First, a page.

Republican regulars, veterans of conventional politics, are pondering the unthinkable: What if neither Donald Trump nor Ben Carson fades? Which would be a stronger candidate? Would either govern if he won?
Neither outcome would be welcome to more established Republicans and most still doubt it will occur, especially with a heightened emphasis on national security after the terror attacks in Paris.
In conversations with 10 of these insiders, most before the Paris outrage, they gave the odds of a victory by Carson or Trump at around 30 percent, less than probable, better than a long shot. As of today, they have better chances of winning at least one of the initial nominating contests, Carson in Iowa and Trump in New Hampshire.
Both are outsiders who’ve never run for political office and are playing to the right wing. Yet they couldn’t be more different. Trump, a 69-year-old billionaire, is a bombastic real estate and entertainment dealmaker with a malleable political philosophy who has stirred some racial animosities.
Carson, 64, is black and deeply religious. He rose from inner-city poverty to become the world’s most renowned pediatric neurosurgeon. He has some unusual advisers, such as Robert Dees, a virulently anti-Muslim retired general.
Prominent Republicans such as former Sen. Bill Brock cringe at either choice. “Carson lacks the experience to be an executive or to look at the differences between Sunni and Shia,” the former party chairman said. “But Trump would be more of a disaster; he would drive away Hispanics and other minorities as we did in 1964.”
Carson is seen as the most likely to drop out or crater. Politics is a new and strange arena for him. Yet if he stays in, there’s a sense that he’d be a stronger candidate than Trump over the long run. He has higher favorable ratings and lower negatives than others, especially Trump.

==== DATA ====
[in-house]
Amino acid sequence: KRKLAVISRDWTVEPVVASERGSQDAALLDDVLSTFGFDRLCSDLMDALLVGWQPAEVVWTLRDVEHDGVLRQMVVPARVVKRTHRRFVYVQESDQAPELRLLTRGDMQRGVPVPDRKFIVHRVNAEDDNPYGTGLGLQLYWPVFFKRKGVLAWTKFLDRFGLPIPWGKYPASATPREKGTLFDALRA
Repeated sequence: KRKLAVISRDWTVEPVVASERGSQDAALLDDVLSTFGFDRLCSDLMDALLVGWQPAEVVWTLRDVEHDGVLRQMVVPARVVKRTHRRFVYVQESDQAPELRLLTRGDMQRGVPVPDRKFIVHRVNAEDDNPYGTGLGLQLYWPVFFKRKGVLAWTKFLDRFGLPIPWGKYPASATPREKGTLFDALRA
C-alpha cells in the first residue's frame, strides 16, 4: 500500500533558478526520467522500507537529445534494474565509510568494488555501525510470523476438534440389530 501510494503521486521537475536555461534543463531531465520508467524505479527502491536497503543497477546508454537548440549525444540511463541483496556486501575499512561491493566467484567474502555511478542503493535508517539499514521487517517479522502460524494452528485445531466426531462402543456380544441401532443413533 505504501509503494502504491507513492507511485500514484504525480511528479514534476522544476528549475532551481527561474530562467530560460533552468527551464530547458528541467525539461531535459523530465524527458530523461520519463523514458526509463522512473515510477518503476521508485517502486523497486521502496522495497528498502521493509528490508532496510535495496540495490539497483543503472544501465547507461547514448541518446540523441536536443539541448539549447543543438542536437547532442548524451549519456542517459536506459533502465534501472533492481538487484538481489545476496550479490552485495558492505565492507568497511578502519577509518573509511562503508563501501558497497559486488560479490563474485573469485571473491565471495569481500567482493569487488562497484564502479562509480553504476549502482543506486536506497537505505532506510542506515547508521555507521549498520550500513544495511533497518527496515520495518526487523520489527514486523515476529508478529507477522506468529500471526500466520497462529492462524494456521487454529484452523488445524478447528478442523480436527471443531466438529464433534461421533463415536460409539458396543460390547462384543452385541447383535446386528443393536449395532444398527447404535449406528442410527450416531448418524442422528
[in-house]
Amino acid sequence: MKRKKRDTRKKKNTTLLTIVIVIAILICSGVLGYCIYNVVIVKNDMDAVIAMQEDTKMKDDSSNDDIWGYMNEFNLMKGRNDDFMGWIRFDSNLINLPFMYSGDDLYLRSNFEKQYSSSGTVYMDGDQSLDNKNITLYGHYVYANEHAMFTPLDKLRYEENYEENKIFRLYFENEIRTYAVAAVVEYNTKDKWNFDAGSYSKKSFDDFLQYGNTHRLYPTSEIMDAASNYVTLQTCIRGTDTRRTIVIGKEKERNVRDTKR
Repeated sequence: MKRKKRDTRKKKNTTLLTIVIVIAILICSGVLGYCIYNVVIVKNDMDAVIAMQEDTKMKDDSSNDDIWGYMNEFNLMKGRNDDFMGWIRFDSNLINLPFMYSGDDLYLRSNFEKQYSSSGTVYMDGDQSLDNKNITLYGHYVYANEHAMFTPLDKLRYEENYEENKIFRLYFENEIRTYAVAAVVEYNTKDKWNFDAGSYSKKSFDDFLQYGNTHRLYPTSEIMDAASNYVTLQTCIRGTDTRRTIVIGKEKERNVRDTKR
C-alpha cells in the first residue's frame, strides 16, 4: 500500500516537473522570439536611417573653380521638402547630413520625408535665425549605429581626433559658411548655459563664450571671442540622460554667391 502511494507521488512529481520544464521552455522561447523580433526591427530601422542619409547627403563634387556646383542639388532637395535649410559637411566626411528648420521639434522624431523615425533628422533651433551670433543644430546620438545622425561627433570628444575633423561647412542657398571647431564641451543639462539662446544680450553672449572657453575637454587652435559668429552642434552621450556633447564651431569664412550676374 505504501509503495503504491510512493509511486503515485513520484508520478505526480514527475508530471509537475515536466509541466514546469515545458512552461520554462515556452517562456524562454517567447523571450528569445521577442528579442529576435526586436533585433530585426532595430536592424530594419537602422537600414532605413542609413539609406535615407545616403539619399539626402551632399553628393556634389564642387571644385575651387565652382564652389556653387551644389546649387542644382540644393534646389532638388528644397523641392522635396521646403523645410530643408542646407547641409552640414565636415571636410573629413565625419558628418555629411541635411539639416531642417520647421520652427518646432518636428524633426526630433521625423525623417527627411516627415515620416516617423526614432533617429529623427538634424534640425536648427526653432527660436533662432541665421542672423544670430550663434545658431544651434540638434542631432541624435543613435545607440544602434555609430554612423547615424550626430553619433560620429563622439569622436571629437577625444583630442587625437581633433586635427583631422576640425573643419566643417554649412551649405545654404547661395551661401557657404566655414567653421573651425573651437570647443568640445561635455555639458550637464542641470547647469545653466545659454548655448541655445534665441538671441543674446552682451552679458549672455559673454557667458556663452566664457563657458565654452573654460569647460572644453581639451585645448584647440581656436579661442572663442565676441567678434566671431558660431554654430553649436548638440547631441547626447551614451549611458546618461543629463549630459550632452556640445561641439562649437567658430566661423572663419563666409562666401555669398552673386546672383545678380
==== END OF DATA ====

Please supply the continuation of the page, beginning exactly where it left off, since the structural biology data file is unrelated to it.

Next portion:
“He’s the likable one,” said David Keene, a former president of the National Rifle Association whose experience in national politics dates to the 1976 Ronald Reagan campaign. He is neutral this time.
Surprisingly, most of these Republicans, including some with electoral experience, say Carson might be a more formidable opponent for Hillary Clinton, the presumptive Democratic nominee. Quinnipiac polls over the past six weeks show that in a general election matchup, Carson would beat Clinton in Ohio and Pennsylvania. The Democrat, however, narrowly defeats Trump; both their survey and a CNN poll show the same outcomes nationally.
Who would be the better president? Given what they view as a Hobson’s choice, a few of the Republican regulars, who requested anonymity, would opt for Trump. Unlike Carson, he has run a big organization, played in the political world and is no stranger to the art of dealmaking that is a hallmark of effective governance. Of Carson, one of these insiders says that voters wouldn’t go for his Mr. Rogers-like personality.
Most members of this informal group have a different view. They worry about unilateral acts by the mercurial Trump: deporting 11 million immigrants, seizing the oil fields in Iraq or starting a trade war with China.
Keene, noting the conservative complaints that President Barack Obama has used executive orders to exceed his constitutional authority on issues such as immigration, asked, “Can you imagine Donald Trump saying the Constitution is more important than I am?”
Combined, Carson and Trump are winning about half the Republican vote now, but with decidedly different followers: The doctor is the darling of white evangelicals who comprise about a quarter of the general-election vote and a much larger chunk of the Republican primary electorate. The entrepreneur rallies much of the tea party brigade, along with other angry, disaffected white working-class whites.
Ralph Reed, the leading political strategist of the religious right, said there’s one other candidate who is “well- suited” to inherit both of those constituencies: Texas Sen. Ted Cruz.
That’s scant solace for establishment Republicans.